A group of researchers at Universidad Carlos III de Madrid (UC3M) has recently developed a new software aimed at the analysis of energy generation systems based on kites and drones. In a recently published scientific article, they used the software to study the behaviour of these systems while transforming the kinetic energy of the wind into useful electrical energy.

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Environment Panama  PANAMÁ 19/02/2019

Can evolution rescue lizards from climate change?

Some organisms adapt more quickly than others and may have a better chance to survive climate change. 2018 Tupper Fellow, Mike Logan, follows lizards as they adapt to islands

If you asked Mike Logan’s high school teachers whether they thought he would ever lead an international team of scientists in the first major experiment to show the genetic basis for animal adaptation to climate change in the wild, they probably would have laughed in your face. Mike, chosen to receive STRI’s coveted three-year Tupper post-doctoral fellowship in 2018, managed to graduate from high school, but he thinks his teachers just wanted to get rid of a disruptive student who made their lives miserable.

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Technology Spain  MADRID 14/02/2019

Companies with more financial analysts produce more and better-quality patents

Research from the UC3M and the UAB

Long-term growth in profits depends significantly on firms’ investment in innovation activities. However, firms may not invest in innovation in an optimal way. Some distortions arise because the decisions as to whether and how to invest in innovation are not only affected by their long-term expected benefits but also by other considerations. A recent study conducted by researchers from the Universidad Carlos III de Madrid (UC3M), in collaboration with the Universidad Autónoma de Barcelona (UAB), explores the role of financial analysts on firms’ innovation strategy and outcome. This study concludes that financial analysts can help companies to invest more efficiently in innovation and therefore produce a higher number of patents and of better-quality.

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Nutrition Perú  CUSCO 14/02/2019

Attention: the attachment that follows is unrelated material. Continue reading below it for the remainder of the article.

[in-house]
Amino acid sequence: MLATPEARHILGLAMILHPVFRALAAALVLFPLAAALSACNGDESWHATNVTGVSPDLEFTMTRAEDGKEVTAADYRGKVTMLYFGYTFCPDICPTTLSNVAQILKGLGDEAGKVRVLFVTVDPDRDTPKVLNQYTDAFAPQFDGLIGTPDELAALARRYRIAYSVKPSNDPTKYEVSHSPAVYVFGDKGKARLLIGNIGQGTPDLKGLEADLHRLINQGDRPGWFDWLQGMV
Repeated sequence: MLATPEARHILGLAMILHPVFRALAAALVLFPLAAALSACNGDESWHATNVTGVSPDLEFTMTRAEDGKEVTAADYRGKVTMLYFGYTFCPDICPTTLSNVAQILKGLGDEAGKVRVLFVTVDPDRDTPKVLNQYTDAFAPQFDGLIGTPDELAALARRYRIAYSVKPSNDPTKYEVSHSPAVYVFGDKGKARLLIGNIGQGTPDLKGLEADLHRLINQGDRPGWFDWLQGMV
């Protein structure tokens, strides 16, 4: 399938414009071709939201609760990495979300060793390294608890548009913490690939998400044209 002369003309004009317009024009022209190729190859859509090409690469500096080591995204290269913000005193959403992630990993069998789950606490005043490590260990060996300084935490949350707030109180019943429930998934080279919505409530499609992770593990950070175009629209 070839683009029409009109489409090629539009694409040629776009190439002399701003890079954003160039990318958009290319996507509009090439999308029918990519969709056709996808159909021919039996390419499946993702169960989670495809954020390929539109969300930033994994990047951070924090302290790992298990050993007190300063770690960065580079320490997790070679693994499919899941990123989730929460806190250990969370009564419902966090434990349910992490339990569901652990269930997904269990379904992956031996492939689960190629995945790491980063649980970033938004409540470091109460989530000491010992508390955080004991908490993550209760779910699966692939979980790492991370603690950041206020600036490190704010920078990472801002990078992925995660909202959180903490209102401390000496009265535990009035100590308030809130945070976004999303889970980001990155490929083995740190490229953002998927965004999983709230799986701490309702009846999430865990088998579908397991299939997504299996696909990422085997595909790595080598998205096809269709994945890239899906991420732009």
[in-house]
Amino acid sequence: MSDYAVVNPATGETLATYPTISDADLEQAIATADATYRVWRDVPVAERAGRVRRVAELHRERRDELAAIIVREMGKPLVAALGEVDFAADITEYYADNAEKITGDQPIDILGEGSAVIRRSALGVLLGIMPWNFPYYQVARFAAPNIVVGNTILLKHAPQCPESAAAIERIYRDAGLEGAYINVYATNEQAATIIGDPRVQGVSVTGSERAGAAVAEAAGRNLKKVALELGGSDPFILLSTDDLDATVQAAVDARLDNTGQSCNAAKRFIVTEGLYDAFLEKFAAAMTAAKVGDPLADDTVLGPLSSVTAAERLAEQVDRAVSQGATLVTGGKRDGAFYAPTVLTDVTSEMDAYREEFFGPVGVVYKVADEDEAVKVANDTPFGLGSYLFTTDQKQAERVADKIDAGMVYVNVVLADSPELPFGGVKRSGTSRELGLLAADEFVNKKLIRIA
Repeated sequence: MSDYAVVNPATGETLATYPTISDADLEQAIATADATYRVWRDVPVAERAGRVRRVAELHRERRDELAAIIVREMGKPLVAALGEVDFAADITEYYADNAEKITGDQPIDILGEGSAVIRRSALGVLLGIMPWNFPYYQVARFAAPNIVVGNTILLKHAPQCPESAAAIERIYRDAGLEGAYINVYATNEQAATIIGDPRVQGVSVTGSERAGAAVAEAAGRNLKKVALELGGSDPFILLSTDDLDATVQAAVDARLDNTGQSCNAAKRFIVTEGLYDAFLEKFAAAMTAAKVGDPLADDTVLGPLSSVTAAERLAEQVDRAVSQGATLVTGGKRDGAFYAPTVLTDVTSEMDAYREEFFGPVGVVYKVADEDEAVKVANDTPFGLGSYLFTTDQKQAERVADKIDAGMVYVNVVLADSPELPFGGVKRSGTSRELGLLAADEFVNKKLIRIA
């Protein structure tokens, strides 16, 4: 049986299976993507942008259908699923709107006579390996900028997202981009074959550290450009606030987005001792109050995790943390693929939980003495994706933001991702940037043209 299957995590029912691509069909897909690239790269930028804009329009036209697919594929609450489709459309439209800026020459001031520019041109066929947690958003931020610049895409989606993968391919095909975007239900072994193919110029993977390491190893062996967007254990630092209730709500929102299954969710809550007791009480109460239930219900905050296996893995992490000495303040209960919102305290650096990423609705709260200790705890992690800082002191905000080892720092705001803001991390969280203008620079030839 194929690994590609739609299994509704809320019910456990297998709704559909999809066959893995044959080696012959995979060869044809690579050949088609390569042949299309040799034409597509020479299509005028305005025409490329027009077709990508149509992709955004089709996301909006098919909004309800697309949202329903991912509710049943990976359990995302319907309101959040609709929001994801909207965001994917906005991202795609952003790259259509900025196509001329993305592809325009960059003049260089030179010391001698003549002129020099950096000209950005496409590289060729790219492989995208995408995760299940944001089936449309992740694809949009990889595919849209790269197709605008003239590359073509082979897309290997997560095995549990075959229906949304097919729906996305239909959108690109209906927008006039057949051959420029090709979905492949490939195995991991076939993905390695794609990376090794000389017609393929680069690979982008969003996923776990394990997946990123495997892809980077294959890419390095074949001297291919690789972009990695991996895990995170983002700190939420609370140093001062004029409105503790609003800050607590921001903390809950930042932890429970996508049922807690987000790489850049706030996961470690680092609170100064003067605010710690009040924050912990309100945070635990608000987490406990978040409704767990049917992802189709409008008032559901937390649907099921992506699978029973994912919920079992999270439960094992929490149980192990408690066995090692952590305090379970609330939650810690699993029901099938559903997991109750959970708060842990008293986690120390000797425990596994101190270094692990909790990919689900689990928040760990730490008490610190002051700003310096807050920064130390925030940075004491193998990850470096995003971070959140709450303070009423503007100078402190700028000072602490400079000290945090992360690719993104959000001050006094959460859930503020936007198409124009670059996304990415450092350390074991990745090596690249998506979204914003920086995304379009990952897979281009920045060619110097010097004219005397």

Biocolonizer species are putting the conservation of the granite at Machu Picchu at risk

A study by the UPV/EHU-University of the Basque Country has evaluated the role of micro-organisms colonizing the Sacred Rock at Machu Picchu in its state of conservation

The UPV/EHU’s IBeA research group has used a non-destructive methodology to determine the role of specific algae, lichens, mosses, cyanobacteria, etc. that may be causing exfoliation and delamination, which are degrading the Sacred Rock of Machu Picchu, one of the most important symbols in the Peruvian archaeological city.

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Science Chile  CHILE 12/02/2019

Liberal sprinkling of salt discovered around a young star

To detect molecules in space, astronomers use radio telescopes to search for their chemical signatures – telltale spikes in the spread-out spectra of radio and millimeter-wavelength light

A team of astronomers and chemists using the Atacama Large Millimeter/submillimeter Array (ALMA) has detected the chemical fingerprints of sodium chloride (NaCl) and other similar salty compounds emanating from the dusty disk surrounding Orion Source I, a massive, young star in a dusty cloud behind the Orion Nebula.

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Nutrition Panama  PANAMÁ 05/02/2019

Testosterone results in male-like behavior of female golden-collared manakins

How flexible are bird brains in response to hormones?

You know you have detected a golden-collared manakin in the forest when you see a yellow-breasted bird performing acrobatics from sapling to sapling. The adult male does this kind of aerial dance to attract the females and mate, but it also seduces them with a peculiar call: the 'chee-poo'. In nature, this song is almost exclusive to adult males, the same as the courtship dance. They are a secret weapon to make the females fall in love.

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Health Brazil  SãO PAULO 04/02/2019

Oversized meals have been shown to be a factor in obesity

A study conducted in Brazil, China, Finland, Ghana, India and the United States found 94% of meals served in restaurants contain more than the recommended number of calories according to the UK’s National Health Service

Restaurants frequently serve oversized meals, not only in the United States but also in many other countries, according to a study conducted by an international team of researchers and supported by FAPESP.

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Nutrition Perú  PERú 28/01/2019

Scientists reconstruct ancient lost plates under Andes mountains